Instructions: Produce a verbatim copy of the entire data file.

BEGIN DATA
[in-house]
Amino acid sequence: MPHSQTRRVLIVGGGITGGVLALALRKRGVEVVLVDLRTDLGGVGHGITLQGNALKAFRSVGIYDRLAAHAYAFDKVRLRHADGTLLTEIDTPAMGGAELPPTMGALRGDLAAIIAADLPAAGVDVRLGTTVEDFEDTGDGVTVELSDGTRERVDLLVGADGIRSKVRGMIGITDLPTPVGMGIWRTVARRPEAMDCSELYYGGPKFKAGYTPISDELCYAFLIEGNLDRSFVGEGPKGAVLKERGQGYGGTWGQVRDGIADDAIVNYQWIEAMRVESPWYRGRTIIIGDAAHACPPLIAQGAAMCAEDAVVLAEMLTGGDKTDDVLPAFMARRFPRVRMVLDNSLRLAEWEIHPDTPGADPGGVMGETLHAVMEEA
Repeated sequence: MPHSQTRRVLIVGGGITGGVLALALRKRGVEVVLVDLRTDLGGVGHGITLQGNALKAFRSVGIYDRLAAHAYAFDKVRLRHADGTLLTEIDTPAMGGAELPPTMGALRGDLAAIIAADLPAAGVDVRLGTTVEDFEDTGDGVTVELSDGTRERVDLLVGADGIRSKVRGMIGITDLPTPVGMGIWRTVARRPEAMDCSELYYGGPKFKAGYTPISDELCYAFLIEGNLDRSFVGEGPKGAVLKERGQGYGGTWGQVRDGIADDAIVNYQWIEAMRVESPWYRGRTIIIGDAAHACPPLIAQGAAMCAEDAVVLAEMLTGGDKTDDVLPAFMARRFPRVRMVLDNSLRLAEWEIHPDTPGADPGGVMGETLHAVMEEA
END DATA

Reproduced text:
[in-house]
Amino acid sequence: MPHSQTRRVLIVGGGITGGVLALALRKRGVEVVLVDLRTDLGGVGHGITLQGNALKAFRSVGIYDRLAAHAYAFDKVRLRHADGTLLTEIDTPAMGGAELPPTMGALRGDLAAIIAADLPAAGVDVRLGTTVEDFEDTGDGVTVELSDGTRERVDLLVGADGIRSKVRGMIGITDLPTPVGMGIWRTVARRPEAMDCSELYYGGPKFKAGYTPISDELCYAFLIEGNLDRSFVGEGPKGAVLKERGQGYGGTWGQVRDGIADDAIVNYQWIEAMRVESPWYRGRTIIIGDAAHACPPLIAQGAAMCAEDAVVLAEMLTGGDKTDDVLPAFMARRFPRVRMVLDNSLRLAEWEIHPDTPGADPGGVMGETLHAVMEEA
Repeated sequence: MPHSQTRRVLIVGGGITGGVLALALRKRGVEVVLVDLRTDLGGVGHGITLQGNALKAFRSVGIYDRLAAHAYAFDKVRLRHADGTLLTEIDTPAMGGAELPPTMGALRGDLAAIIAADLPAAGVDVRLGTTVEDFEDTGDGVTVELSDGTRERVDLLVGADGIRSKVRGMIGITDLPTPVGMGIWRTVARRPEAMDCSELYYGGPKFKAGYTPISDELCYAFLIEGNLDRSFVGEGPKGAVLKERGQGYGGTWGQVRDGIADDAIVNYQWIEAMRVESPWYRGRTIIIGDAAHACPPLIAQGAAMCAEDAVVLAEMLTGGDKTDDVLPAFMARRFPRVRMVLDNSLRLAEWEIHPDTPGADPGGVMGETLHAVMEEA